As part of the Las Vegas trip with the agent, Cannon agreed to create “the false impression with the investors” that Cannon had had a long relationship with the undercover agents, the affidavit says.
In June, during discussions before the trip, Cannon raised the question of how he would be compensated for his role. When the agent replied, “I want to take care of you on this,” Cannon allegedly suggested a contribution to his mayoral campaign.
But the agent refused to pay Cannon before they took the trip. Cannon, according to the affidavit, continued to press for the money up front.
In the end, the agent flew Cannon and his wife to Las Vegas on July 1 and paid for a hotel room. He also says he gave Cannon $1,000 in cash at the hotel.
During the subsequent meeting, four FBI agents posing as businessmen promised to invest up to $25 million each for commercial property along the streetcar line.
Again, the agent reported Cannon boasted of his ability and willingness to make things happen. “Being around for 20 years has helped me a little bit, I think. I’ve gone through probably four police chiefs, five city managers, three mayors, something like that.”
Asked by one of the investors how long and often Cannon could assist with the project, Cannon replied: “As long as I’m elected.”
A second Vegas payoff
Afterward, the second undercover agent had a private meeting with Cannon in Las Vegas. The affidavit says they reached Cannon’s wife, Trenna, by speakerphone, and she personally thanked the agent for the $1,000 from the day before.
After the call, the agent said he paid Cannon another $5,000 in cash for his presentation to the investors. Cannon tucked the envelope containing the bills in the breast pocket of his suit.
Then Cannon asked whether he could work with the second agent “on some private deals,” the affidavit says. “Your value to us, obviously, is the position that you’re in and that you can pick up the phone and make things happen for us that, from our perspective, is absolutely invaluable. There’s no reason why it can’t be a win-win relationship for both of us,” the agent told him.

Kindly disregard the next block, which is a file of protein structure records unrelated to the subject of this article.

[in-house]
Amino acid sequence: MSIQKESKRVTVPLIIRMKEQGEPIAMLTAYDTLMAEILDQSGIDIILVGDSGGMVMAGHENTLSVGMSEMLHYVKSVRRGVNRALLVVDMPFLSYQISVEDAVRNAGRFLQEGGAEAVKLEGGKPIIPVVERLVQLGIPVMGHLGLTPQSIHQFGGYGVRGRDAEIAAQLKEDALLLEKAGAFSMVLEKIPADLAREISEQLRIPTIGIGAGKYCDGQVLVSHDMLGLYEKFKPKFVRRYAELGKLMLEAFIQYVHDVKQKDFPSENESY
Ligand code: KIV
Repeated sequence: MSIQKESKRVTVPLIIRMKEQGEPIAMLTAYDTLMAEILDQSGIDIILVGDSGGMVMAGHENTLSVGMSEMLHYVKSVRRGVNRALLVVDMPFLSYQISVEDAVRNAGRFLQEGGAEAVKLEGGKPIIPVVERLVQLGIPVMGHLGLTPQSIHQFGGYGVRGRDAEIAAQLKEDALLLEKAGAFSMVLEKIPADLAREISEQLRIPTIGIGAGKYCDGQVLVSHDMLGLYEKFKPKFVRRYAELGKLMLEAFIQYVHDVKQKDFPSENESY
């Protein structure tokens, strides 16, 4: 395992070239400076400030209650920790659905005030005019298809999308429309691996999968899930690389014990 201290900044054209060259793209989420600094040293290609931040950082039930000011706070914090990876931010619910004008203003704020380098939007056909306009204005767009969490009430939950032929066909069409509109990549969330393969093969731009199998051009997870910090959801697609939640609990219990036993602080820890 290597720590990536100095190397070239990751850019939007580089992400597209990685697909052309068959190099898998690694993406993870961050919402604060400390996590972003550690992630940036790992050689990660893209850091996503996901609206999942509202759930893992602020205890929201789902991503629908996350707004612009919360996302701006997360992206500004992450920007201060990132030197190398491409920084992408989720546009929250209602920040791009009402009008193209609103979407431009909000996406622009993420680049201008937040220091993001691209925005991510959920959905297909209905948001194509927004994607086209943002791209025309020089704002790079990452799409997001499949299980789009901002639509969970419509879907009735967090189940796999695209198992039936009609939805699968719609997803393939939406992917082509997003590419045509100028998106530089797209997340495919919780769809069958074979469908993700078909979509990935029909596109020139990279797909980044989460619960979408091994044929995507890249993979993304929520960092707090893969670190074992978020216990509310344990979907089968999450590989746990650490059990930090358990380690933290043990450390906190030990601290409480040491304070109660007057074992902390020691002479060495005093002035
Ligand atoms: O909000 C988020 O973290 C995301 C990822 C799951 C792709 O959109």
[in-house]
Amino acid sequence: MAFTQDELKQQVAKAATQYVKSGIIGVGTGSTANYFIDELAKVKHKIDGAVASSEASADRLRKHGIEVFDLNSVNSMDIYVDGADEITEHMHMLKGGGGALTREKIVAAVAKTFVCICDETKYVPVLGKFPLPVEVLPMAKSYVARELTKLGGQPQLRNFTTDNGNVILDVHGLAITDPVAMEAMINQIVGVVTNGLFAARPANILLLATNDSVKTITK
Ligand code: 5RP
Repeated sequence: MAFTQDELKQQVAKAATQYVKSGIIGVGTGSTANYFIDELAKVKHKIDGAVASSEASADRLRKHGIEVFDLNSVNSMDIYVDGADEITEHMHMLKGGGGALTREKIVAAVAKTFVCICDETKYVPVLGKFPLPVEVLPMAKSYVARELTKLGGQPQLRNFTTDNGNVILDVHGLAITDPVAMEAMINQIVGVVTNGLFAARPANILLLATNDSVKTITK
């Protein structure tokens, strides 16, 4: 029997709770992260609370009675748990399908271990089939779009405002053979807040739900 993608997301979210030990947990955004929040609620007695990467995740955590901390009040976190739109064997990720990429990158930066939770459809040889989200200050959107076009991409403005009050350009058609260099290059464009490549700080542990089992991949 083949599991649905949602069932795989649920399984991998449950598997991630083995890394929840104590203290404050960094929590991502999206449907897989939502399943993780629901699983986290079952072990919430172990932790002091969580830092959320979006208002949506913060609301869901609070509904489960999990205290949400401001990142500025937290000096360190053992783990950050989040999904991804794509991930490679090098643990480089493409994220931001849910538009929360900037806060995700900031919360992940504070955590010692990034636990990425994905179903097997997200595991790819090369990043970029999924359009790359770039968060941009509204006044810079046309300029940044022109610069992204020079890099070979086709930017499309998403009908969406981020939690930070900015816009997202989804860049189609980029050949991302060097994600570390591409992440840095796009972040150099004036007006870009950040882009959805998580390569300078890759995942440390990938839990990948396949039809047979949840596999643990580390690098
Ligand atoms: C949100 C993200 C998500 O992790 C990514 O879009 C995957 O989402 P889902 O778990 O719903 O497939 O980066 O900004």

After returning to Charlotte, Cannon met with an undercover agent in the SouthPark apartment rented by the FBI. There, agents say, they gave Cannon an extra $10,000 for his work in Las Vegas.
Cannon wanted access to the apartment himself. He asked for keys at least six times. An unidentified campaign aide also texted an undercover agent on behalf of Cannon for the key.
When Cannon finally got his own his key, he told the agent excitedly, “Aw, man!”
Payoff in February
On Feb. 21 this year, an undercover agent brought one of the phony Las Vegas investors to Cannon’s office in the Government Center. During that meeting, the affidavit says, Cannon received a leather Fossil briefcase containing $20,000 in cash. Then Cannon asked for substantially more.
“I told Trenna she has a point,” Cannon told the agents.
“She has what?” the agent responded.
“A point, 1 percent,” the mayor replied.
That meant Cannon was asking for a 1 percent payoff from the potential $125 million project, or $1.25 million in all, according to the affidavit.
Then the mayor and the agent talked about the best way to get the $20,000 out of the office.
“I just got to be conscious about that kind of stuff here,” Cannon allegedly said.